Michael Shannon has been knocking at the door of stardom for a while now, between a regular role on Boardwalk Empire, and acclaim for a number of memorable movie roles, including an Oscar nomination for Best Supporting Actor, after his turn in Revolutionary Road. This Friday, he’ll step into Terence Stamp’s pyjamas to play General Zod in Man Of Steel, but he’s currently giving another villainous performance in UK cinemas, in The Iceman.
Richard ‘Richie’ Kuklinski was a contract killer who worked with the New Jersey mob in the 1970s and 1980s, at the behest of Roy DeMeo (here played by Ray Liotta) and killed over 100 men over the course of that career. In this film, we see how he starts a family alongside this murderous work, with his wife (Winona Ryder) and children being none the wiser about the true nature of his job.
Writer-director Ariel Vromen has no sympathy or admiration for Kuklinski, and the most stirring and unsettling aspect of The Iceman is in realising that as you go along. In the earliest scenes, as he bashfully courts his future wife, he seems like a sweet bloke. When a pool hall rival makes insulting comments about his beloved, he catches up with him later on, slits his throat and walks away.
Apparently, Richie was killing for a long time before DeMeo comes along and offers him a job. He earns his nickname, the title of the film, for different reasons, but he’s more cold than cool – at several points, he’s accused of being completely unfeeling. Although the film has some interest in Richie’s childhood history of abuse, it’s bound to portray the character with as little sympathy as possible; after a short while into the film, there is no redemption in sight.
After watching the film, I went to look at Kuklinski’s Wikipedia page, and found that many of the film’s most memorable moments are actually detailed in the various sections about his life and career. In particular, he once described his most ruthless killing, in detail. Those details are faithfully recreated in a scene featuring a cameo appearance by James Franco.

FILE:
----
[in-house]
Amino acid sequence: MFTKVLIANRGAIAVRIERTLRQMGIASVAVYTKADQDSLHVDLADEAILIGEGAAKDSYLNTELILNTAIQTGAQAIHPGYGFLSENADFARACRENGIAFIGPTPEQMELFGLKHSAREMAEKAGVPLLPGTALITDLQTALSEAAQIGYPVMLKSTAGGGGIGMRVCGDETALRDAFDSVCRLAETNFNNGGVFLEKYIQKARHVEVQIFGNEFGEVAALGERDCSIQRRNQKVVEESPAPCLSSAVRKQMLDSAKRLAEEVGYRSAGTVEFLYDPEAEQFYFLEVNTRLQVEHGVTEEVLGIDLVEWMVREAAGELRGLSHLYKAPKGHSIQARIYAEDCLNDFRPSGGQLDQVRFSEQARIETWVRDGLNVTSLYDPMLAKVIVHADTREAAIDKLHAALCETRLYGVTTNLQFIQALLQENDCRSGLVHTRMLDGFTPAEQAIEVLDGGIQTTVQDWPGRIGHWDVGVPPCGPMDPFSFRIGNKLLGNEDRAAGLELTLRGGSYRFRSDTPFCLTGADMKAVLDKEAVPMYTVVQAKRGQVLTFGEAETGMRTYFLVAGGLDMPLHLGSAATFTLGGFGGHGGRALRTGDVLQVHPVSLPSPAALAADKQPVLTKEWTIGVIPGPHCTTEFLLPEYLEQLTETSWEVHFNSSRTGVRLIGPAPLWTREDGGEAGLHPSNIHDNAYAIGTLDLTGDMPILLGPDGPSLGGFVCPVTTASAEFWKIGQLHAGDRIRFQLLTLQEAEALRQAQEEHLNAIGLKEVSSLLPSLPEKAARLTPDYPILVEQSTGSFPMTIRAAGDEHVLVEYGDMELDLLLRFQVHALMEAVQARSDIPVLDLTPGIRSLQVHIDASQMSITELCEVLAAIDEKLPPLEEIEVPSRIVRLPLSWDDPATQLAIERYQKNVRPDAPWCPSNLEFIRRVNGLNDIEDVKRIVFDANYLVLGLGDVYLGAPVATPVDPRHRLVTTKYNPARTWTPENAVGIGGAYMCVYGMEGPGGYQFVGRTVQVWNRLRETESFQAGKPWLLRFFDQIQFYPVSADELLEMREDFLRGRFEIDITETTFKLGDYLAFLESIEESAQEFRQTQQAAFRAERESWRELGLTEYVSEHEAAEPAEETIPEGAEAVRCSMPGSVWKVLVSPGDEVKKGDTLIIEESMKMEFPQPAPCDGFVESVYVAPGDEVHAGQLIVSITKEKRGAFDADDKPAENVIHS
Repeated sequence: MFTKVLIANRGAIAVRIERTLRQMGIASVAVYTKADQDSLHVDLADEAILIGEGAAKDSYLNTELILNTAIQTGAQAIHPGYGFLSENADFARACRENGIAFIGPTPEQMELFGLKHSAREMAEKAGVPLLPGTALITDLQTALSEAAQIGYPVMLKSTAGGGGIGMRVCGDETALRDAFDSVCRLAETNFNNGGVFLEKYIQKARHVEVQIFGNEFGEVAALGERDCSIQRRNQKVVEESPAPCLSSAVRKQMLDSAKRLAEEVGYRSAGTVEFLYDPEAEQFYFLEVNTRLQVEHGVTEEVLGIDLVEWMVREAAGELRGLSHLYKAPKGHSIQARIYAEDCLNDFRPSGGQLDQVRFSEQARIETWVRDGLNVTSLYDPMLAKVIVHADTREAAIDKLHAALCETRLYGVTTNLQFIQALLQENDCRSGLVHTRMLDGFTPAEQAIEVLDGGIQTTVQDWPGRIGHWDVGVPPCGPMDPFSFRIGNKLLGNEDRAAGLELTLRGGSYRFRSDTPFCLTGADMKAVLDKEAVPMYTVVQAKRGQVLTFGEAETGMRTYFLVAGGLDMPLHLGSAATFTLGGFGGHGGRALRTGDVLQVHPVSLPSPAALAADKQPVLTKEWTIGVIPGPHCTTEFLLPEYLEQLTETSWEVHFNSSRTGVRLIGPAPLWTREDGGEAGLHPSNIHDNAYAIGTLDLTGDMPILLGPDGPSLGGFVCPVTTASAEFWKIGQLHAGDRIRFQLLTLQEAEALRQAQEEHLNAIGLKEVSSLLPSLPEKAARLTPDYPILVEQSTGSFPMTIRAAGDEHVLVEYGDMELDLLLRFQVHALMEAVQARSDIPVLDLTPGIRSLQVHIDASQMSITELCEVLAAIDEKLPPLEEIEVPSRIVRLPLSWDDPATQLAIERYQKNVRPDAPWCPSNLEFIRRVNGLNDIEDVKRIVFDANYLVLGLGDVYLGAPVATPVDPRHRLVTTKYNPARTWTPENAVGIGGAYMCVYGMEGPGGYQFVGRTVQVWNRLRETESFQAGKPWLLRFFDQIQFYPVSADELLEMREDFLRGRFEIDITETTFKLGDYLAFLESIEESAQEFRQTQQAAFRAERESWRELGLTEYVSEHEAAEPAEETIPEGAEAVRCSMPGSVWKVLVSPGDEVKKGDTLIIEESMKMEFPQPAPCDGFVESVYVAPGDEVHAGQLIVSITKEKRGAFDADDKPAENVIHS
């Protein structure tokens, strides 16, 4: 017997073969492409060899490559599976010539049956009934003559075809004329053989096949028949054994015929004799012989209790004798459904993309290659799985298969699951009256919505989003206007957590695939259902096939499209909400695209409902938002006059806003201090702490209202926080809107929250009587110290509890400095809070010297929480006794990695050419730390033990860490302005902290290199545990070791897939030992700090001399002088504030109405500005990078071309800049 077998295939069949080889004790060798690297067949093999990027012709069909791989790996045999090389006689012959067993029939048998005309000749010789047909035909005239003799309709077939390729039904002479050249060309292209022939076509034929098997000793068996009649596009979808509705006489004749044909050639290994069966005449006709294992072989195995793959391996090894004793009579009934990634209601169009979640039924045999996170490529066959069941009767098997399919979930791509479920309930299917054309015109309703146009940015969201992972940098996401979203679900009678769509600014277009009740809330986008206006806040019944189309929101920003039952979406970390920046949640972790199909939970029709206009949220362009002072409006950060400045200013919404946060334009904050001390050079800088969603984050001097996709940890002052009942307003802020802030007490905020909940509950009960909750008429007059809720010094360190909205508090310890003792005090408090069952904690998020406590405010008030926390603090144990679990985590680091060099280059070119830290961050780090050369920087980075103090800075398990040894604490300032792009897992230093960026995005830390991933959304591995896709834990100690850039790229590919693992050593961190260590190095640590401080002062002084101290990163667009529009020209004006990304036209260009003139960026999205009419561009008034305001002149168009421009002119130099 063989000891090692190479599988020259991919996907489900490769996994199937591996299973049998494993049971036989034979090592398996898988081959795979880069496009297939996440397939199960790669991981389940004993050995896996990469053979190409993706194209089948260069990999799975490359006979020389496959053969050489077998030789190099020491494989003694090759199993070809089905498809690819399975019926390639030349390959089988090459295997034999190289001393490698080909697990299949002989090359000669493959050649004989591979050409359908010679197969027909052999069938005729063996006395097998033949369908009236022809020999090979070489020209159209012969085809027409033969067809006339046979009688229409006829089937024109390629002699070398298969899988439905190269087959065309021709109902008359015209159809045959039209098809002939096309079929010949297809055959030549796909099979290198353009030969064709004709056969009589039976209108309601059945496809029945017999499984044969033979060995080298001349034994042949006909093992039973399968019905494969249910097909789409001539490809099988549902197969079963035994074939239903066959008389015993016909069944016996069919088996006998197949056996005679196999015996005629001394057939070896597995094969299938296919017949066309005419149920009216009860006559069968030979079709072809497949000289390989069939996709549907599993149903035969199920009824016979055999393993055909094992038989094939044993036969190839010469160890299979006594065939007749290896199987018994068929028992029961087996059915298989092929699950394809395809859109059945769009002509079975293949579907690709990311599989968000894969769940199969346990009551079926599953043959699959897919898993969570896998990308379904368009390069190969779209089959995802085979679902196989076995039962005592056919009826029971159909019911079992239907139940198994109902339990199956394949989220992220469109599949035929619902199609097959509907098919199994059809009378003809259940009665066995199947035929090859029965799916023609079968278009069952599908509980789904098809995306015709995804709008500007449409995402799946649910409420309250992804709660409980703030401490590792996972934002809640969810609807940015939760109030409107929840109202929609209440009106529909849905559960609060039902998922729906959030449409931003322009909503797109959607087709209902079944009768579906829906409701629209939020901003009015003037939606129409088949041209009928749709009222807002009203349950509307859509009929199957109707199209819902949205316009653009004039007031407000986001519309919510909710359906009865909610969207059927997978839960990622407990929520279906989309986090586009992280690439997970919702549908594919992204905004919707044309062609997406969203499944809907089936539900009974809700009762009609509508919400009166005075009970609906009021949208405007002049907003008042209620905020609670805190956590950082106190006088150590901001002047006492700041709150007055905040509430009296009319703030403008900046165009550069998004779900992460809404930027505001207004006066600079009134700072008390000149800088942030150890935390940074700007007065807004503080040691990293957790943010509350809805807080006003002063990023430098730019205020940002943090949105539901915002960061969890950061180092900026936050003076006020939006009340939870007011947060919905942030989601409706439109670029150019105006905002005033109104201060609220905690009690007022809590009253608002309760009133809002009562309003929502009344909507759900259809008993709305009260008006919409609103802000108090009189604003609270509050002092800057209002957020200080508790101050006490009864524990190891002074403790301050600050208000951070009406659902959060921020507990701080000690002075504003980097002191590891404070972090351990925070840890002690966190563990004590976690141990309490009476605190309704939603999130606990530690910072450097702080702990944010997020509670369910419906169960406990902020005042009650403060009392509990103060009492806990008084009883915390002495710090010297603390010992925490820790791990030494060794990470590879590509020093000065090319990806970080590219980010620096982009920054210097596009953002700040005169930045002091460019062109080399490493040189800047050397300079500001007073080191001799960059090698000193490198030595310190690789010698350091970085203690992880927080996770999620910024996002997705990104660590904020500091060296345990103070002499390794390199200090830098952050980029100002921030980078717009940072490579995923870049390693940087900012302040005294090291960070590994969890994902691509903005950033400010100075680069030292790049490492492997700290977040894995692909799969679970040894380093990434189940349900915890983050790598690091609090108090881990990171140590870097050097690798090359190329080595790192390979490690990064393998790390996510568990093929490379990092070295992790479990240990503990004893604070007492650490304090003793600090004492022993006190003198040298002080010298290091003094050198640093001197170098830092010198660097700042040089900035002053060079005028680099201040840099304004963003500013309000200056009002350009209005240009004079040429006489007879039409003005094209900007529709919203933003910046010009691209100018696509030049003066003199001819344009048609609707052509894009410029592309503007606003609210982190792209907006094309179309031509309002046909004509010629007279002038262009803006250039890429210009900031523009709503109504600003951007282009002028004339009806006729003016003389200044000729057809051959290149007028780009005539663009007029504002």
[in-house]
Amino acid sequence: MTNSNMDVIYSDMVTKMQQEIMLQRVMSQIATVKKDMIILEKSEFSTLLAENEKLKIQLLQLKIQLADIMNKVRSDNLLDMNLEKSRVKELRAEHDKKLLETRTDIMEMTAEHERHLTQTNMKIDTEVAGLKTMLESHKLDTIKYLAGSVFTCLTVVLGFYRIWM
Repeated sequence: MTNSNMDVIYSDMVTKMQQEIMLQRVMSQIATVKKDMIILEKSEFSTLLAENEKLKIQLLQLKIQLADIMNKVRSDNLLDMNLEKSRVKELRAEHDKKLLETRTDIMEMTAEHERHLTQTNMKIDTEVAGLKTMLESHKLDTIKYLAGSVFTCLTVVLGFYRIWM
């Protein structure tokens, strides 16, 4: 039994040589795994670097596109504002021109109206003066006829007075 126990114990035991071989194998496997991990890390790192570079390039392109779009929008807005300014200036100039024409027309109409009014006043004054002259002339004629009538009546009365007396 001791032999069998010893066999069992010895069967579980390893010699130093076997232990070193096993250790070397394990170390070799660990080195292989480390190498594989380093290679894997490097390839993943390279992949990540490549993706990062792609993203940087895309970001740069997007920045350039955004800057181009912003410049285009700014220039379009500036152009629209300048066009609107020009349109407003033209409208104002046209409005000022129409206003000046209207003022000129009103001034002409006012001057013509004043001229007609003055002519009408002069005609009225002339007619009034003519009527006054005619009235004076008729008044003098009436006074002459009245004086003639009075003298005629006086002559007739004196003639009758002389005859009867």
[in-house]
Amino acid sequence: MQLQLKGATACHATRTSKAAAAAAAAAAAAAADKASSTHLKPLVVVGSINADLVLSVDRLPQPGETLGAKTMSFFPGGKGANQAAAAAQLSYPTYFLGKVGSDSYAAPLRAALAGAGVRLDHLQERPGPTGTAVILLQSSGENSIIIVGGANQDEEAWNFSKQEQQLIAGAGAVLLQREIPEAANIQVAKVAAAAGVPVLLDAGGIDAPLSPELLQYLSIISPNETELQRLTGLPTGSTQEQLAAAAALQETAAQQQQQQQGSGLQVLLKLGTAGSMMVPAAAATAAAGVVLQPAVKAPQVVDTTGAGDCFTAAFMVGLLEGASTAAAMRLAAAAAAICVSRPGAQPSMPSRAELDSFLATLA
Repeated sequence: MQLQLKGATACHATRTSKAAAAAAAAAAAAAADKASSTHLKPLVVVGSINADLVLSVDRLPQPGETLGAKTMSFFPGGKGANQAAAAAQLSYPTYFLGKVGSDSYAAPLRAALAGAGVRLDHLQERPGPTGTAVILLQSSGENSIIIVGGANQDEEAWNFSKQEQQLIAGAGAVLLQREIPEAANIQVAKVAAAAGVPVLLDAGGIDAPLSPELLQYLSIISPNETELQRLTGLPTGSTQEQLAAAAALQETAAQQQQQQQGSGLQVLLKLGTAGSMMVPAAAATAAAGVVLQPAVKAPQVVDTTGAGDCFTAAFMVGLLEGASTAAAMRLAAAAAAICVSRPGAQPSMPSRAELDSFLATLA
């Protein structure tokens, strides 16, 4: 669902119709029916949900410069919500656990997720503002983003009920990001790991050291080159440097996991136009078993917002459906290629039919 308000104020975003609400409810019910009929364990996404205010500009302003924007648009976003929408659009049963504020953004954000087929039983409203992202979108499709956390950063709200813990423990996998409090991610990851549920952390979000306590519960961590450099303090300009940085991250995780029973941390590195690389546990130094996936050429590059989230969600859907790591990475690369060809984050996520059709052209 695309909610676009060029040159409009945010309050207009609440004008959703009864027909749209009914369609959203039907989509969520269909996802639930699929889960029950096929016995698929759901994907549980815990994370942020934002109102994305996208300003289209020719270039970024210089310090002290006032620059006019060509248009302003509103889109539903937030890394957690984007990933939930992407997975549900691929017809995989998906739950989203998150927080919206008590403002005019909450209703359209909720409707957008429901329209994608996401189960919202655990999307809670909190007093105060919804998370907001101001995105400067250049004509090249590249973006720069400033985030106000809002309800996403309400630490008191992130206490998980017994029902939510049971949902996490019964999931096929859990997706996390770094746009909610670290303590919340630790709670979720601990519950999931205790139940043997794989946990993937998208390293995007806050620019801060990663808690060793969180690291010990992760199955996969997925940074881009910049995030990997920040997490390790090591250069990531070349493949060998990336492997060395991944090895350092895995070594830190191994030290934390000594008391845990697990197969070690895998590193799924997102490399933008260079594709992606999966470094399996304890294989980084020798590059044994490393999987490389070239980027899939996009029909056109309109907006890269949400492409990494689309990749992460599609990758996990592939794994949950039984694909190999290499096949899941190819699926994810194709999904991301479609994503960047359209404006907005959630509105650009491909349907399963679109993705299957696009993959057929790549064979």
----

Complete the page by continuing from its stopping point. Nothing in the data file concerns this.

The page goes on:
That’s obviously going to be a key moment to latch onto, when creating a biopic of such a scandalous person, but it does go some way to explaining why Vromen’s film feels almost apocryphal at times. You can only do so much with the recollections of a man who variously claimed to have killed either 100 or 250 people in his career, but the flow of the narrative feels a little too smooth, while you’re in it, even though it’s a depiction of repeated, gruesome violence.
In a weird way, the film almost buckles under Shannon’s lead performance. He’s just as intense and powerful as we know he can be, but the frustration is in wanting the film to find something for him to do, other than scowl and lose his rag. He’s an imposing presence, both physically, and in the midst of a script that has more detached and clinical interests in this particular story.
The angle that makes this extraordinary should really be that Kuklinski’s family had no idea of his work – they’re the only sympathetic characters here, with Ryder giving a particularly good show as a woman who gradually starts to realise that something isn’t right in her idyllic family life, but never quite catches on to her husband’s true nature. This is more of a mob movie, and this genre has never really been known for its likeable characters.
The supporting performances range from the enjoyable (nice to see you again, Robert Davi) to the surprising (was that David Schwimmer?), but other than Shannon, the only real standout is Chris Evans as Robert Pronge, the killer who was nicknamed Mr Freezy, for the ice-cream van from which he operated. He’s a real creep, and Evans always seems hungry for a darker role than he’s had in his comic book movies.
Mr Freezy and The Iceman are typically flippant nicknames for the kind of work that these men did, and the film generally feels bound to that level of dark humour, as well as the faithful representation of events.
Ultimately, The Iceman works through these events in such a way that is not always easy to watch, but comes off as considerably easier to forget. As expected, Michael Shannon is the highlight, with Chris Evans snapping at his heels, but the refreshingly grown-up tone can’t make up for the second half’s descent into repetitive violence and arguments.
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